Heart Bypass Surgery
Heart Bypass Surgery is an open-heart surgery that is used to treat blockages of the heart arteries. When there is a heart artery blockage, blood supply to areas of the heart are affected. A heart bypass is attached beyond the blockage restoring blood flow to that area. Heart bypasses are either arteries or veins taken from other parts of the body including the chest wall and the legs. This article is a picture guide to heart bypass surgery that takes you through many critical stages of the operation.
The Heart Bypass Vessel
The most well known bypass is called the LIMA to LAD. LIMA stands for left internal mammary artery and is an artery that runs from the left collarbone area down the chest wall. LAD stands for left anterior descending artery which is the artery commonly responsible for the ‘Widowmaker Blockage.” In a bypass it is carefully taken down from the chest wall and attached beyond a blockage acting as a bypass. The LIMA to LAD is very successful as a bypass and has good long-term results. In other types of bypasses, arteries can be taken from the forearm, or veins can be taken from the legs. Read this article on heart blockages and this article on the ‘Widowmaker” for more information. This article titled “how long does a bypass last” is useful and goes in to a little more depth about the different bypasses.
Heart Bypass Surgery – A Picture Guide
Cutting The Skin
The first operative step in a heart bypass surgery is cutting the chest wall to expose the breastbone. A scalpel is used initially. Then electrocautery is used to dissect through the superficial layers. In these images the superficial tissues are dissected through, then the deeper layers down to the breastbone.
Sawing Open The Breastbone
Heart bypass surgery is an open-heart surgery and the heart needs to be exposed. In the case of bypass surgery this is done by sawing through the breastbone in a technique known as median sternotomy. A specially designed electric saw is used for this. A median sternotomy is demonstrated in the next image. Once the bone is cut, small bleeders are cauterized to stop the bleeding.
Freeing Up the LIMA
As described above, the best bypass to use when possible is known as the LIMA. This runs on the left inner chest wall. In this next image the breastbone on the left is retracted and then the LIMA is freed up from the chest wall so it can be used as a bypass.
Harvesting The Leg Vein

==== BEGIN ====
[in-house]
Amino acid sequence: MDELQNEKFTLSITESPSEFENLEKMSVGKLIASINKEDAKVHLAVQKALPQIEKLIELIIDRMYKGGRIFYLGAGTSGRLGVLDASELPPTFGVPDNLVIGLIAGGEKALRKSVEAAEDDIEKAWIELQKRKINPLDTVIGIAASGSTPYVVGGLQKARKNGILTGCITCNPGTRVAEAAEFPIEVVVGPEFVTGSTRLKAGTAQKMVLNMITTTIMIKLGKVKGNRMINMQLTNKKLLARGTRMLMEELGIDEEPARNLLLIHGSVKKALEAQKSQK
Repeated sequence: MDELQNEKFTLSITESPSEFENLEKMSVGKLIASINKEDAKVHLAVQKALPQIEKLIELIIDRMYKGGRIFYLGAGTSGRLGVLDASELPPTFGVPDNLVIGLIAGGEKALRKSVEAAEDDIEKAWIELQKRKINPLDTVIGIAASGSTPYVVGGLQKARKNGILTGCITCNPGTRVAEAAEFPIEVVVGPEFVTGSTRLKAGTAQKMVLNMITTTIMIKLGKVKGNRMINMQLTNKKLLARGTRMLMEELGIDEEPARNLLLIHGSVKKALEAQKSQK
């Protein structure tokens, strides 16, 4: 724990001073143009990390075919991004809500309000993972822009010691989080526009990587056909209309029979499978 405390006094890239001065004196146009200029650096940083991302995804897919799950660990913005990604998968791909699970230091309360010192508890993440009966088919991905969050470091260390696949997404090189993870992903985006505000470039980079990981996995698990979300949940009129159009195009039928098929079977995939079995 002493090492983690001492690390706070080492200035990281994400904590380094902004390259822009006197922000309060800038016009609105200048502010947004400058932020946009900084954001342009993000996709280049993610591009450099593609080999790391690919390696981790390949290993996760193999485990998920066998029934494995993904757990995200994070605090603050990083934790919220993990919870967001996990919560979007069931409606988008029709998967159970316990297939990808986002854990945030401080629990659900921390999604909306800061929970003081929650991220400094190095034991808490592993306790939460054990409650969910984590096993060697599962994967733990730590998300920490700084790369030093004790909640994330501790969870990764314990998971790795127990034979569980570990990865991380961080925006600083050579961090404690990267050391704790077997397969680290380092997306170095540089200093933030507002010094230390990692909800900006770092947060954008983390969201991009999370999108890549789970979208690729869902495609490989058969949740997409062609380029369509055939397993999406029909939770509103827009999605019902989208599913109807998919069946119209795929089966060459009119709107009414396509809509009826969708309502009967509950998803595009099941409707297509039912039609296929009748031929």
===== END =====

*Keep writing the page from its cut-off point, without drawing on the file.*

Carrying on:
In the old days of heart bypass surgery the leg was literally cut open to expose then harvest the leg veins to be used as bypasses. A more modern technique is known as endoscopic harvest where a small endoscope is inserted in to the leg and a keyhole technique is used to take out the vein to be used as a bypass. This leaves us with a much smaller leg wound and improved healing with less complication.
Putting the Patient On Cardiopulmonary Bypass
The patient undergoing heart bypass surgery is placed on a heart lung bypass machine to take over the work of the heart during the operation. This allows the heart to be stopped. Some people advocate doing heart bypass surgery on a beating heart, most do not, it is an ongoing debate with no clear winner.
Preparing The Heart Bypasses
The bypasses are cut appropriately. The small branches on the side are clipped so blood isn’t lost when they are attached. The veins are expanded with fluid to ensure they are competent for use.
Attaching The Bypasses
The arteries to be bypassed are carefully exposed. The bypass grafts are then carefully attached. Good technique here is critical to ensure good results.
In many patients other operations will be needed at the same time. Patients with mitral regurgitation (a leaky mitral valve) or mitral stenosis (a tight mitral valve) may need mitral valve repair or mitral valve replacement at the same time. Patients with aortic stenosis or aortic regurgitation may need aortic valve replacement at the same time also.
Restarting The Heart
Once the heart bypasses are attached the heart can be restarted so it can start beating again in its normal fashion.
Closing The Chest
The breastbone is closed using a technique known as sternal wiring to hold it together until it heals over time. After that the superficial tissues and the skin can be sutured together. Drains are left in the heart sac and the lungs to allow drainage of blood over the next 24-48 hours.
To The ICU
After heart bypass surgery the patient will be transported to the cardiac intensive care unit. The breathing tube is typically taken out the same day. Patients are typically in the hospital 3-5 days after heart bypass surgery.